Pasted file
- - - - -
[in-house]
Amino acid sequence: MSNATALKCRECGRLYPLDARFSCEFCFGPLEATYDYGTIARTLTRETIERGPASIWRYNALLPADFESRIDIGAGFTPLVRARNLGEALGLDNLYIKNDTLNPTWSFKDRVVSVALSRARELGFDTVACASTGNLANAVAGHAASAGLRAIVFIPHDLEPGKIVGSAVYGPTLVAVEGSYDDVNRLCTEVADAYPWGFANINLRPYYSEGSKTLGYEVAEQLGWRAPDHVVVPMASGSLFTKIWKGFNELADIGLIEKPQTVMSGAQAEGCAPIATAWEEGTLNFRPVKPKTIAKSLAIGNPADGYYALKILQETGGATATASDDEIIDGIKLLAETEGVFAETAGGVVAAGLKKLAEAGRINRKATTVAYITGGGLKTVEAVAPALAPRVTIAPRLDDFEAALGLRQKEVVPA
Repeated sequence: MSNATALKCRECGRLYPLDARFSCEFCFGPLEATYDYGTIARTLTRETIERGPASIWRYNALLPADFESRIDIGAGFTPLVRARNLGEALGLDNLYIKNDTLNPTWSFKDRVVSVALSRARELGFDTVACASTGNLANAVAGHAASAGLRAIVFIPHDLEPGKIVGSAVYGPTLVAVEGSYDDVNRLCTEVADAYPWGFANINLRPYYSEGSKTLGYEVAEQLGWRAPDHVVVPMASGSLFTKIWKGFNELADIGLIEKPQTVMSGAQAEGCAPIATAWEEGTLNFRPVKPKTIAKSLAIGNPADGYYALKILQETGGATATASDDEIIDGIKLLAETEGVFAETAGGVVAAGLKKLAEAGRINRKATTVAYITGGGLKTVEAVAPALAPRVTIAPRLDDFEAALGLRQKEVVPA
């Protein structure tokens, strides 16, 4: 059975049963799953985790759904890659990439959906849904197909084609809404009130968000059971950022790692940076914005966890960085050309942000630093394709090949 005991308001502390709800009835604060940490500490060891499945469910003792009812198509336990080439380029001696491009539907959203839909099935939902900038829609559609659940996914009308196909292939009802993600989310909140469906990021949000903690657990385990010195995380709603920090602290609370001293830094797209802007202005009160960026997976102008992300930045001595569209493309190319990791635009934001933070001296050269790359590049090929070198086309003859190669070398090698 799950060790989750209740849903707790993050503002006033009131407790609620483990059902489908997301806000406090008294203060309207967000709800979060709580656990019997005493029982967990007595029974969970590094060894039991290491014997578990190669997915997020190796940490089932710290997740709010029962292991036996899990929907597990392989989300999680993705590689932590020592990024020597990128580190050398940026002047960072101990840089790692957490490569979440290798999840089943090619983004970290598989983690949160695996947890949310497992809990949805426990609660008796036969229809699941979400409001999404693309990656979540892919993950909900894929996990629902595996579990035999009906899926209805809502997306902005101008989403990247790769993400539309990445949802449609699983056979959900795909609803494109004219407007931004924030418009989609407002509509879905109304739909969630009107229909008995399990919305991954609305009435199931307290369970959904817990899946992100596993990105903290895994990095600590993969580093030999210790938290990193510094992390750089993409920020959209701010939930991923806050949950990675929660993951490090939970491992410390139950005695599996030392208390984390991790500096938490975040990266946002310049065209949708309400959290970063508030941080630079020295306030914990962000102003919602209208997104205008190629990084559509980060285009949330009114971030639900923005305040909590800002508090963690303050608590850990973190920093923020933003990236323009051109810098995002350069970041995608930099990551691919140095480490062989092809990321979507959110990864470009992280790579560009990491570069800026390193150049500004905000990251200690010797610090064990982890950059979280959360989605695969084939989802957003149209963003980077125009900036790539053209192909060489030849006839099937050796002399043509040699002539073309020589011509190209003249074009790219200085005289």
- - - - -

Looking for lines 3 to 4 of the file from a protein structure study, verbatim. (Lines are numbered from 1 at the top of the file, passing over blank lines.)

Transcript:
Repeated sequence: MSNATALKCRECGRLYPLDARFSCEFCFGPLEATYDYGTIARTLTRETIERGPASIWRYNALLPADFESRIDIGAGFTPLVRARNLGEALGLDNLYIKNDTLNPTWSFKDRVVSVALSRARELGFDTVACASTGNLANAVAGHAASAGLRAIVFIPHDLEPGKIVGSAVYGPTLVAVEGSYDDVNRLCTEVADAYPWGFANINLRPYYSEGSKTLGYEVAEQLGWRAPDHVVVPMASGSLFTKIWKGFNELADIGLIEKPQTVMSGAQAEGCAPIATAWEEGTLNFRPVKPKTIAKSLAIGNPADGYYALKILQETGGATATASDDEIIDGIKLLAETEGVFAETAGGVVAAGLKKLAEAGRINRKATTVAYITGGGLKTVEAVAPALAPRVTIAPRLDDFEAALGLRQKEVVPA
């Protein structure tokens, strides 16, 4: 059975049963799953985790759904890659990439959906849904197909084609809404009130968000059971950022790692940076914005966890960085050309942000630093394709090949 005991308001502390709800009835604060940490500490060891499945469910003792009812198509336990080439380029001696491009539907959203839909099935939902900038829609559609659940996914009308196909292939009802993600989310909140469906990021949000903690657990385990010195995380709603920090602290609370001293830094797209802007202005009160960026997976102008992300930045001595569209493309190319990791635009934001933070001296050269790359590049090929070198086309003859190669070398090698 799950060790989750209740849903707790993050503002006033009131407790609620483990059902489908997301806000406090008294203060309207967000709800979060709580656990019997005493029982967990007595029974969970590094060894039991290491014997578990190669997915997020190796940490089932710290997740709010029962292991036996899990929907597990392989989300999680993705590689932590020592990024020597990128580190050398940026002047960072101990840089790692957490490569979440290798999840089943090619983004970290598989983690949160695996947890949310497992809990949805426990609660008796036969229809699941979400409001999404693309990656979540892919993950909900894929996990629902595996579990035999009906899926209805809502997306902005101008989403990247790769993400539309990445949802449609699983056979959900795909609803494109004219407007931004924030418009989609407002509509879905109304739909969630009107229909008995399990919305991954609305009435199931307290369970959904817990899946992100596993990105903290895994990095600590993969580093030999210790938290990193510094992390750089993409920020959209701010939930991923806050949950990675929660993951490090939970491992410390139950005695599996030392208390984390991790500096938490975040990266946002310049065209949708309400959290970063508030941080630079020295306030914990962000102003919602209208997104205008190629990084559509980060285009949330009114971030639900923005305040909590800002508090963690303050608590850990973190920093923020933003990236323009051109810098995002350069970041995608930099990551691919140095480490062989092809990321979507959110990864470009992280790579560009990491570069800026390193150049500004905000990251200690010797610090064990982890950059979280959360989605695969084939989802957003149209963003980077125009900036790539053209192909060489030849006839099937050796002399043509040699002539073309020589011509190209003249074009790219200085005289």